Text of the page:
While I admire artists who have the tenacity to paint every little hair on a rabbit, I really wonder why they are doing that. Isn’t the entire object of the painting to convey the mood and feeling of the artist? Personally I believe in letting the viewer become part of the painting by bringing their own knowledge and imagination to the work. The hard edges certainly define some critical points, but soft edges let one area slide into another, creating a cohesiveness that cannot be obtained photo realism. My personal opinion, anyway.
Go back and look at some of the original paintings that I’ve posted on here – Lucky Red, Grand Canyon at Moran Point, and Blue Bottles with Lemons. Then look at these close-up.
Detail – Lucky Red. Notice how abstractly the fish and seaweed are painted in this glass paperweight.
The golden Buddha is also painted very loosely. Notice the sparkles of the ribbon, too.
This Mediterranean glass paperweight is a mash of swirling colors. Again, the sparkles on the blue ribbon.
Notice the lost edges of this paperweight blending into the folds of the cloth.
This tree in Grand Canyon at Moran Point is very loosely painted when viewed in detail.
Again, the viewer’s eye is blending the colors in this yellow lemon.
I don’t know quite why I started this painting but it’s something that has been rolling around in my head for awhile. Sometimes I’ll think about a work for years before I get around to painting it.
Lucky Red is a challenge of red on red on red. Shiny and soft. Clear objects, reflective, see-through. Some of the symbols are pretty obvious. The lucky Buddha, three Chinese coins, a WINNING lottery ticket. Some are less obvious. The lucky bamboo plant. Two of the glass paperweights have fish swimming in them. Fish are a lucky Chinese symbol. And swirling throughout the still life is a lucky blue ribbon that I won at a holiday party. (Thank you, Joan!) Topping the set up off is another glass paperweight called Mediterranean which celebrated the completion of a bike ride through France several years ago.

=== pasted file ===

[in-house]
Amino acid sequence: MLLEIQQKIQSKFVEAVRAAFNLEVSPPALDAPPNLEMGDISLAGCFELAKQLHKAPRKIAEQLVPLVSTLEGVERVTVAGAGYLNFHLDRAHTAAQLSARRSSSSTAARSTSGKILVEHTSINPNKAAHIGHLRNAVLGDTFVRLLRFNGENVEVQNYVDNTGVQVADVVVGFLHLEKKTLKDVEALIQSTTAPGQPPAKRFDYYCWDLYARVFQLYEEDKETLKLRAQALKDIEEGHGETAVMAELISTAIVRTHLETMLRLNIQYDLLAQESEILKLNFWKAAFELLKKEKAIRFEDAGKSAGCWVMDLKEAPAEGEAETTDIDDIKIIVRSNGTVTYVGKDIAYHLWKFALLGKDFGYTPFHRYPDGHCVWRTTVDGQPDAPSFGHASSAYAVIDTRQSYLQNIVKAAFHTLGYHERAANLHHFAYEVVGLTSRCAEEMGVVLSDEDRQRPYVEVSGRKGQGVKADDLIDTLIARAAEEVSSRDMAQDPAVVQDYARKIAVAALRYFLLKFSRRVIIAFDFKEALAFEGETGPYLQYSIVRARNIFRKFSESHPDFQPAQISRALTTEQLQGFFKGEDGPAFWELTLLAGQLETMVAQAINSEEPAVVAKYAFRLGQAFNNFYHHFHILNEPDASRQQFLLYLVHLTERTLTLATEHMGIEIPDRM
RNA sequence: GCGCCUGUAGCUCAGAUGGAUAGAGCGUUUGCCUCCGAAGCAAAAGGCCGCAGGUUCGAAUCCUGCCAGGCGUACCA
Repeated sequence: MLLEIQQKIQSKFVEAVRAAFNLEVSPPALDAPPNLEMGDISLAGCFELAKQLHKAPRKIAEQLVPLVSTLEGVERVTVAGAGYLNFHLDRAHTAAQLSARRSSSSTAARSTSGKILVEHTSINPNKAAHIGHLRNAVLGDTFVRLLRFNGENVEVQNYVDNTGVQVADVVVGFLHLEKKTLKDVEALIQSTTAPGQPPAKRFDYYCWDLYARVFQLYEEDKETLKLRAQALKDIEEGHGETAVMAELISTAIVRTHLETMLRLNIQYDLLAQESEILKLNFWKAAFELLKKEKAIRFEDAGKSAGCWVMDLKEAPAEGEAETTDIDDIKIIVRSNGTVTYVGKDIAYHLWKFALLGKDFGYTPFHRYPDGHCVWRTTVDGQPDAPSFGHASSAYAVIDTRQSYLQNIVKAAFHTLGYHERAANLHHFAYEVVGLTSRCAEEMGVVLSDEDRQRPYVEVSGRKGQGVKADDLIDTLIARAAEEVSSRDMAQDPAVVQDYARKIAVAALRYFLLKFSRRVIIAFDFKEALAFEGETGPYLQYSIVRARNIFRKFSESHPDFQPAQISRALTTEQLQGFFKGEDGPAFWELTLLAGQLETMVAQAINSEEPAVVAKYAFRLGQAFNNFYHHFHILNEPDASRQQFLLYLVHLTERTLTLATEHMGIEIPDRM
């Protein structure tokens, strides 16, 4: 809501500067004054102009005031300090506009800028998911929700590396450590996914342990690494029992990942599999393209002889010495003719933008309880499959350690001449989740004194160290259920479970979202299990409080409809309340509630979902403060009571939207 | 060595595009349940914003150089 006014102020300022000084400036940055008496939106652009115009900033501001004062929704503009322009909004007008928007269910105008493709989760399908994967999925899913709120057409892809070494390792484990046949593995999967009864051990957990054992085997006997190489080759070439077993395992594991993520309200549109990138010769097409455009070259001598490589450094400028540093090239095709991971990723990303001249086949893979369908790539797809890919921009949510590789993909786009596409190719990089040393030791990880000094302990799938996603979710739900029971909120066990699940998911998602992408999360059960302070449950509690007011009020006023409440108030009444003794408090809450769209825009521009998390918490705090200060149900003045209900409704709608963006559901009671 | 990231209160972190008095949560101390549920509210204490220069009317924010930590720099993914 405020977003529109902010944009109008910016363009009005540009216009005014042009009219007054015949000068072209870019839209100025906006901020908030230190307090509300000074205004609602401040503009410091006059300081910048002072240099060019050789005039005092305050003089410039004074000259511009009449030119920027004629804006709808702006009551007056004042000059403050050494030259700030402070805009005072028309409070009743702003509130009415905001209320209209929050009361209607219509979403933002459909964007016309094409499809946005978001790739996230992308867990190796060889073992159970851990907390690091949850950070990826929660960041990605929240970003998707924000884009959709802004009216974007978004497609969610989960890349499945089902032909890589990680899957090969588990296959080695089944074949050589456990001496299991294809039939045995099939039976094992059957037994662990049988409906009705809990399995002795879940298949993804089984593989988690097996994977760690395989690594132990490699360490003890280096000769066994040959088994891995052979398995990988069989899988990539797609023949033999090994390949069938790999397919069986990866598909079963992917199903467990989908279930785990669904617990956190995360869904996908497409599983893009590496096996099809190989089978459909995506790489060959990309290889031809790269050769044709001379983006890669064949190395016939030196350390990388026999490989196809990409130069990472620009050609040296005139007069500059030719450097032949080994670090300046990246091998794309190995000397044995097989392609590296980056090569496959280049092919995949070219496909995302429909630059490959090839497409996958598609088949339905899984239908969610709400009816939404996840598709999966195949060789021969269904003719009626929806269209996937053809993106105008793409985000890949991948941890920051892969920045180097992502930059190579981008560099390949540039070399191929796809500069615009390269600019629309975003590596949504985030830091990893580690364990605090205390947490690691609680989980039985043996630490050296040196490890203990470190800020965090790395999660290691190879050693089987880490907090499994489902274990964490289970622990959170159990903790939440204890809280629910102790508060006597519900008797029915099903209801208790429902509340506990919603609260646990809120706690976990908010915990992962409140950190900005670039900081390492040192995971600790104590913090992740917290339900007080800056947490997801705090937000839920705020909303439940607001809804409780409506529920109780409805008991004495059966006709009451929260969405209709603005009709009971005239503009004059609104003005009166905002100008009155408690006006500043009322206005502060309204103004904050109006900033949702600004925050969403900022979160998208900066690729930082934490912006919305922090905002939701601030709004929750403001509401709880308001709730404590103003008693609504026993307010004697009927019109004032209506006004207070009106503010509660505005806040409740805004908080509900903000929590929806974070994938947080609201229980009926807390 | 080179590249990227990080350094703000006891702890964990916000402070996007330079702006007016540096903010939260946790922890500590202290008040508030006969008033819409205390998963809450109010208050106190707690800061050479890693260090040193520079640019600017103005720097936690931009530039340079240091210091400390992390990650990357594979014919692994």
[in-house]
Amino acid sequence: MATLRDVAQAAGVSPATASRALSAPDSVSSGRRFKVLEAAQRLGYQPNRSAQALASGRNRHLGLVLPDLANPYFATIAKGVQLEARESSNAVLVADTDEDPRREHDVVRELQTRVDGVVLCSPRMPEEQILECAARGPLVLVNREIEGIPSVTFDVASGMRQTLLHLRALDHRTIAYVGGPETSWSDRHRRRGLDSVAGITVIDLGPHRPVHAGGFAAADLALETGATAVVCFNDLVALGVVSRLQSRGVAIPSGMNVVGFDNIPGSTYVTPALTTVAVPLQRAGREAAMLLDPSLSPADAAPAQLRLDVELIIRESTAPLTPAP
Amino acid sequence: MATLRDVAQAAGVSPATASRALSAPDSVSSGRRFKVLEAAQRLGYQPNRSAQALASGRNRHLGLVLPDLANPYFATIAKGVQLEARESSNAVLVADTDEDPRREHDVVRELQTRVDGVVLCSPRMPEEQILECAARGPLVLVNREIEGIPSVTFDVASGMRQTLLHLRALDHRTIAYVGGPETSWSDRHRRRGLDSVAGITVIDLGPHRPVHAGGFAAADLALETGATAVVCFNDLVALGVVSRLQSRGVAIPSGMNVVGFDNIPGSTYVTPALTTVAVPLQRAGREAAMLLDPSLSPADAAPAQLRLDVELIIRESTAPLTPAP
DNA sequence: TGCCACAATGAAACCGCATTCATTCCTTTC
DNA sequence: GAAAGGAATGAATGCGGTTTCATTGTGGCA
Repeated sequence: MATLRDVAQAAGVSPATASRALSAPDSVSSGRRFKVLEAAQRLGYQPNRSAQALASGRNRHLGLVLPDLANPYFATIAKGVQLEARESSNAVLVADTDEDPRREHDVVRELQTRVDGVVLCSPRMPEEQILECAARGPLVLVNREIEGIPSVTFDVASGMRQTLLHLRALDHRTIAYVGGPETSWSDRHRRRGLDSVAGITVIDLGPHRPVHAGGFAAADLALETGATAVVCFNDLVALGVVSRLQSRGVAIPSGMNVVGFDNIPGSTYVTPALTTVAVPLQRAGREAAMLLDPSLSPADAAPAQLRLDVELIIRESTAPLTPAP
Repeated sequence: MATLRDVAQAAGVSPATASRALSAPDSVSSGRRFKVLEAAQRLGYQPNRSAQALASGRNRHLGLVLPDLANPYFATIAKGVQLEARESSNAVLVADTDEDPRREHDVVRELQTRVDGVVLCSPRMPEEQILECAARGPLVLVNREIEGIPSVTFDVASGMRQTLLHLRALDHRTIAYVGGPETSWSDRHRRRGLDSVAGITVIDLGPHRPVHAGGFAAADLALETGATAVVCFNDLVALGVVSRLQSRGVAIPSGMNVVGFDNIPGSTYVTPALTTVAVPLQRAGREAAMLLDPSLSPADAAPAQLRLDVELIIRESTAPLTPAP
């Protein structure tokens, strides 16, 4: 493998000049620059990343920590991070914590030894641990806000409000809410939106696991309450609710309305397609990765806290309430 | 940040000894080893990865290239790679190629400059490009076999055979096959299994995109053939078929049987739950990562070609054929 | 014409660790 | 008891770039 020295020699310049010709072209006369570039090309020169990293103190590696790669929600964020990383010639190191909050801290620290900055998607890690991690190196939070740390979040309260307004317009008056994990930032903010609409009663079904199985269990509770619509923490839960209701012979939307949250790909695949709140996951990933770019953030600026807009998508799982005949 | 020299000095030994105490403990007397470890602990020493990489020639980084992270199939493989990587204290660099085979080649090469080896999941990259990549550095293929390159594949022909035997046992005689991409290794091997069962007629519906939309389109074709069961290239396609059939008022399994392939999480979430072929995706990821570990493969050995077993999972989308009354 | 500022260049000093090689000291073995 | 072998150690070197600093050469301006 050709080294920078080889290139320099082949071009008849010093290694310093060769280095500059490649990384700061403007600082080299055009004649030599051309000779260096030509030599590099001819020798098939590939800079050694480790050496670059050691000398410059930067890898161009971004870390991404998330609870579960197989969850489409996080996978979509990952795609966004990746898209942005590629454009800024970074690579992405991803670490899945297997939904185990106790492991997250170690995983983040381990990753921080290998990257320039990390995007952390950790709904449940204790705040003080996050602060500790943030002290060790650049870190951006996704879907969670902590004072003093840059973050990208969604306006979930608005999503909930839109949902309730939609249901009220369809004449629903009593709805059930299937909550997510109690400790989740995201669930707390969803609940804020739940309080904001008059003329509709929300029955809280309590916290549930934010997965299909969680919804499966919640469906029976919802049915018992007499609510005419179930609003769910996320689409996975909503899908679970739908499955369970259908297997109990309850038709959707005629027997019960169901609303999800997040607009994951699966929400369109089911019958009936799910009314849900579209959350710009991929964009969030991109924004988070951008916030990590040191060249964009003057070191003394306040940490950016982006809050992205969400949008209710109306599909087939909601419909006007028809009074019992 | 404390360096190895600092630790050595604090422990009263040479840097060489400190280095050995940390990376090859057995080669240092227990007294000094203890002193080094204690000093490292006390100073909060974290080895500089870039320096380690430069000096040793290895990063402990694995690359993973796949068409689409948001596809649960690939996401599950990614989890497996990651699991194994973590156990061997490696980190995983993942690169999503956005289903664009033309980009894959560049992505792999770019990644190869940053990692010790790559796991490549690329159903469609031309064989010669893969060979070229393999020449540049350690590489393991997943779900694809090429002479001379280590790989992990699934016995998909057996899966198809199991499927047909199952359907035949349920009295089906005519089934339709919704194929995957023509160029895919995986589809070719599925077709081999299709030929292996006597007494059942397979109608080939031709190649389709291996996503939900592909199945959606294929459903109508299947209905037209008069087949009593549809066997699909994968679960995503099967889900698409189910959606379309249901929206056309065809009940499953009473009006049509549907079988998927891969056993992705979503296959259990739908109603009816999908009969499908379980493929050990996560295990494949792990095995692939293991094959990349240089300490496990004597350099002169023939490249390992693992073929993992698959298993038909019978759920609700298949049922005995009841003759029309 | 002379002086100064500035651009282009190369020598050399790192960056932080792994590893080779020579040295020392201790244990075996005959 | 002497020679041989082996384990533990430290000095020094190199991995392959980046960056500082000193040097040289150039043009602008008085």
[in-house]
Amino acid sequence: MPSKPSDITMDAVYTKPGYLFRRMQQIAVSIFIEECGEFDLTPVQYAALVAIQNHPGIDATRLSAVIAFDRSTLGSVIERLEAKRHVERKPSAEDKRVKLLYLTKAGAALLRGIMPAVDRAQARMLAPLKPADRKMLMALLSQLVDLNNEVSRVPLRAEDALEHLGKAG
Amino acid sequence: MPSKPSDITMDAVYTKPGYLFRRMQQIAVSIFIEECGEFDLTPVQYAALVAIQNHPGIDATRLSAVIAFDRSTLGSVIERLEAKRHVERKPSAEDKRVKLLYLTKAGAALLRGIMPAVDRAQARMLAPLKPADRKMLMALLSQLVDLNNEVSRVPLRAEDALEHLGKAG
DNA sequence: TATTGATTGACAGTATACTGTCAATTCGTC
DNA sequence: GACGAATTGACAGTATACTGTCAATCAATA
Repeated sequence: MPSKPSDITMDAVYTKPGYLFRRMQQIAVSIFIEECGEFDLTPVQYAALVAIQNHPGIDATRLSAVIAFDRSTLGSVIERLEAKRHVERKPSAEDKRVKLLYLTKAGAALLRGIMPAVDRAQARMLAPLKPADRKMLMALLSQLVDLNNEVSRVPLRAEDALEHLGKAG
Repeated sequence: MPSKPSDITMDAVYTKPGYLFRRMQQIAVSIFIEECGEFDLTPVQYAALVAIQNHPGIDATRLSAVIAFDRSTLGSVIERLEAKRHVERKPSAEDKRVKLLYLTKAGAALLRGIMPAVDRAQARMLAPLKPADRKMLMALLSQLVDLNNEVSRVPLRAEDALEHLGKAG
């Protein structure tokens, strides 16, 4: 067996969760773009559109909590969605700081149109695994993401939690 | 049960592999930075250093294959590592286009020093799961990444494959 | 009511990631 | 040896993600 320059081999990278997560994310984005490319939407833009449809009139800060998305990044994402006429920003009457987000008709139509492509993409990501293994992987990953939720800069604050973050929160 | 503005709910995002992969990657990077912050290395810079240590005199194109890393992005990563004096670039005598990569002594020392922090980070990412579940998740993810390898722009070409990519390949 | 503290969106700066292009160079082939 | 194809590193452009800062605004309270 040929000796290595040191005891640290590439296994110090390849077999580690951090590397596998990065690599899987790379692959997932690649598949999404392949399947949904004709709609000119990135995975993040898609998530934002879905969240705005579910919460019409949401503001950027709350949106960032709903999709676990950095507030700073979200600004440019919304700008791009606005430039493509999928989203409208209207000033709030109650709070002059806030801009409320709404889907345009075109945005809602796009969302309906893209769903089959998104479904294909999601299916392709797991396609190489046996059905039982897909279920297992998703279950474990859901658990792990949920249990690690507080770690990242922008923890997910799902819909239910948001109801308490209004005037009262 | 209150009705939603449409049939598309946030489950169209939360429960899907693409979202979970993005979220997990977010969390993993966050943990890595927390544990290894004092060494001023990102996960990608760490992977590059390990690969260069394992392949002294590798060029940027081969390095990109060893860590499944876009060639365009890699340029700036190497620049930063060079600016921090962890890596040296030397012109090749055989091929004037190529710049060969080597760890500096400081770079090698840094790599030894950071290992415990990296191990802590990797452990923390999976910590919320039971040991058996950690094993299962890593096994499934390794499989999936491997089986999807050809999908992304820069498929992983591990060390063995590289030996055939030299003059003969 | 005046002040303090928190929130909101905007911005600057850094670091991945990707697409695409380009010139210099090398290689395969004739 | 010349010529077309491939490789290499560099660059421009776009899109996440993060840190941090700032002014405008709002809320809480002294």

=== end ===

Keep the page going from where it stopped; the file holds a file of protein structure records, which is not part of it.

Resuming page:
We all have lucky symbols in our lives. What are yours?
Lucky Red – the initial still life set up
First step, drawing on the canvas
Second stage, blocking in major shapes
Third step, laying in base colors of the objects
Fourth stage. Almost finished.
What my palette looks like with a variety of reds. Using black to tone some of them down.
The painting compared with the still life. Notice the gel I have taped over the light.
Lucky Red, final. Oil on canvas, 18 x 24, Kit Miracle
Last week I posted my silver teapot find from the flea market. I just completed this oil painting to demonstrate the fun of dealing with reflections of shiny objects. This will probably become a favorite still life subject in the future.
Silver on Grey still life set up
Silver on Grey, oil on canvas 12 x 16, Kit Miracle
A flea market find, this silver teapot and sugar bowl cost less than $10.
I just purchased this silver-plated teapot and sugar bowl at a flea market for $10. It was heavily tarnished and wouldn’t be anything I would want to actually use, but it will make a great addition to my arsenal of items for still life set ups. To check out more recommendations, from how to set up, objects to consider, to my large cupboard of items, visit my page for Tips for Setting Up A Still Life.
A Little Blue (on a Rainy Day) Final, oil on canvas, 24 x36
This is a very complex still life that I recently completed. Check out the demo on the linked page. https://my90acres.com/?page_id=330&preview=true
Blue-rimmed bowl, still life after Cezanne – final, 18×24, oil on canvas
I just completed this painting which is my interpretation of a still life in the style of Cezanne. Although it is not a copy of any of his paintings, I wanted to challenge myself to interpret his style and used several of the objects that he used in his still lifes. For a step-by-step view, check it out on my Artwork pages.https://my90acres.com/artwork/blue-rimmed-bowl-still-life-step-by-step/
Last Sunday, my friend Laura Pommier and I spent the afternoon painting a still life in my studio. It’s very interesting how two people can look at the same things and come up with entirely different paintings. Well, a little wine, some snacks and lots of good talk. It was an afternoon well spent. Then yesterday I worked on the painting some more, adding the final details.
This is painted on a panel, 12×24 and was toned a pinky-peach color. Notice in the detail images how I allowed that to shine through for an added glow.
The Green Bowl, 12×24, oil on panel
The Green Bowl detail 3